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Array.Find<T> Method

Searches for an element that matches the conditions defined by the specified predicate, and returns the first occurrence within the entire Array.

Namespace:  System
Assembly:  mscorlib (in mscorlib.dll)
public static T Find<T>(
	T[] array,
	Predicate<T> match
)

Type Parameters

T

The type of the elements of the array.

Parameters

array
Type: T[]

The one-dimensional, zero-based array to search.

match
Type: System.Predicate<T>

The predicate that defines the conditions of the element to search for.

Return Value

Type: T
The first element that matches the conditions defined by the specified predicate, if found; otherwise, the default value for type T.
ExceptionCondition
ArgumentNullException

array is null.

-or-

match is null.

The Predicate<T> is a delegate to a method or a lambda expression that returns true if the object passed to it matches the conditions defined in the delegate or lambda expression. The elements of array are individually passed to the Predicate<T>, starting with the first element and ending with the last element. Processing is stopped when a match is found.

This method is an O(n) operation, where n is the Length of array.

The following example uses a Predicate<T> delegate with the Find<T> generic method to search an array of Point structures. The method the delegate represents, ProductGT10, returns true if the product of the X and Y fields is greater than 100,000. The Find<T> method calls the delegate for each element of the array, returning the first point that meets the test condition.

NoteNote

Visual Basic and C# users do not have to create the delegate explicitly or specify the type argument of the generic method. The compilers determine the necessary types from the method arguments you supply.

Imports System.Drawing

Public Module Example
   Public Sub Main()
      ' Create an array of five Point structures. 
      Dim points() As Point = { new Point(100, 200), _
            new Point(150, 250), new Point(250, 375), _
            new Point(275, 395), new Point(295, 450) }

      ' Find the first Point structure for which X times Y  
      ' is greater than 100000.  
      Dim first As Point = Array.Find(points, 
                                      Function(p) p.X * p.Y > 100000)

      ' Display the first structure found.
      Console.WriteLine("Found: X = {0}, Y = {1}", _
            first.X, first.Y)
   End Sub 
End Module 
' The example displays the following output: 
'       Found: X = 275, Y = 395
using System;
using System.Drawing;

public class Example
{
    public static void Main()
    {
        // Create an array of five Point structures.
        Point[] points = { new Point(100, 200), 
            new Point(150, 250), new Point(250, 375), 
            new Point(275, 395), new Point(295, 450) };

        // Find the first Point structure for which X times Y  
        // is greater than 100000. 
        Point first = Array.Find(points, ProductGT10);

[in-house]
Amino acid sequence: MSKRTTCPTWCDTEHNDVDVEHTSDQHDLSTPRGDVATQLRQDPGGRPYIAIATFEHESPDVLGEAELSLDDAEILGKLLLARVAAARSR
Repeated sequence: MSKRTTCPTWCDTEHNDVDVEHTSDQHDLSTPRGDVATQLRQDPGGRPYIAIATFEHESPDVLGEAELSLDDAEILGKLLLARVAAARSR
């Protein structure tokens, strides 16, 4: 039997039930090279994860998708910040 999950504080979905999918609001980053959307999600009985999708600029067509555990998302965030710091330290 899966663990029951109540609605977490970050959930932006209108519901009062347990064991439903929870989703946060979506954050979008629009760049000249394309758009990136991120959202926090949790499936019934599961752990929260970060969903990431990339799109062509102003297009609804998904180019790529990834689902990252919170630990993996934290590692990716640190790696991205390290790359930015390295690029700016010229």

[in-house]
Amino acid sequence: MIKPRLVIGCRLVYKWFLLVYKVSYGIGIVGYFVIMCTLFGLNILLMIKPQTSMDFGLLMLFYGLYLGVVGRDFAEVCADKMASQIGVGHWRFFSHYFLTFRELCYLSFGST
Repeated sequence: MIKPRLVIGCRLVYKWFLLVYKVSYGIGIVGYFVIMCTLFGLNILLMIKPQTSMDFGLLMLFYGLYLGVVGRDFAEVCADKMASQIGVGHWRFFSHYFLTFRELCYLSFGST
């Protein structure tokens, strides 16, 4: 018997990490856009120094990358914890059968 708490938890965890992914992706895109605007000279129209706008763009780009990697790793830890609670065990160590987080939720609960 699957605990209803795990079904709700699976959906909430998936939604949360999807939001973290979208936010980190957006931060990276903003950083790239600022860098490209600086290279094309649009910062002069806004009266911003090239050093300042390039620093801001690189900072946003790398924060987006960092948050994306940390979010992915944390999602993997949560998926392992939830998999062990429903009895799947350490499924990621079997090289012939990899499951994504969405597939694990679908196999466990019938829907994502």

// Display the first structure found.
        Console.WriteLine("Found: X = {0}, Y = {1}", first.X, first.Y);
    }

    // Return true if X times Y is greater than 100000. 
    private static bool ProductGT10(Point p)
    {
        return p.X * p.Y > 100000;
    }
}
// The example displays the following output: 
//       Found: X = 275, Y = 395

Rather than explicitly defining a method with the necessary signature, instantiating a Predicate<T> delegate, and passing the delegate to the Find<T> method, it is customary to use a lambda expression. The following example is identical to the previous one, except that it uses a lambda expression as the match argument.

using System;
using System.Drawing;

public class Example
{
    public static void Main()
    {
        // Create an array of five Point structures.
        Point[] points = { new Point(100, 200), 
            new Point(150, 250), new Point(250, 375), 
            new Point(275, 395), new Point(295, 450) };

        // Find the first Point structure for which X times Y  
        // is greater than 100000. 
        Point first = Array.Find(points, p => p.X * p.Y > 100000);

        // Display the first structure found.
        Console.WriteLine("Found: X = {0}, Y = {1}", first.X, first.Y);
    }
}
// The example displays the following output: 
//       Found: X = 275, Y = 395

.NET Framework

Supported in: 4.5.1, 4.5, 4, 3.5, 3.0, 2.0

.NET Framework Client Profile

Supported in: 4, 3.5 SP1

Portable Class Library

Supported in: Portable Class Library

.NET for Windows Store apps

Supported in: Windows 8

.NET for Windows Phone apps

Supported in: Windows Phone 8.1, Windows Phone 8, Silverlight 8.1

Windows Phone 8.1, Windows Phone 8, Windows 8.1, Windows Server 2012 R2, Windows 8, Windows Server 2012, Windows 7, Windows Vista SP2, Windows Server 2008 (Server Core Role not supported), Windows Server 2008 R2 (Server Core Role supported with SP1 or later; Itanium not supported)

The .NET Framework does not support all versions of every platform. For a list of the supported versions, see .NET Framework System Requirements.

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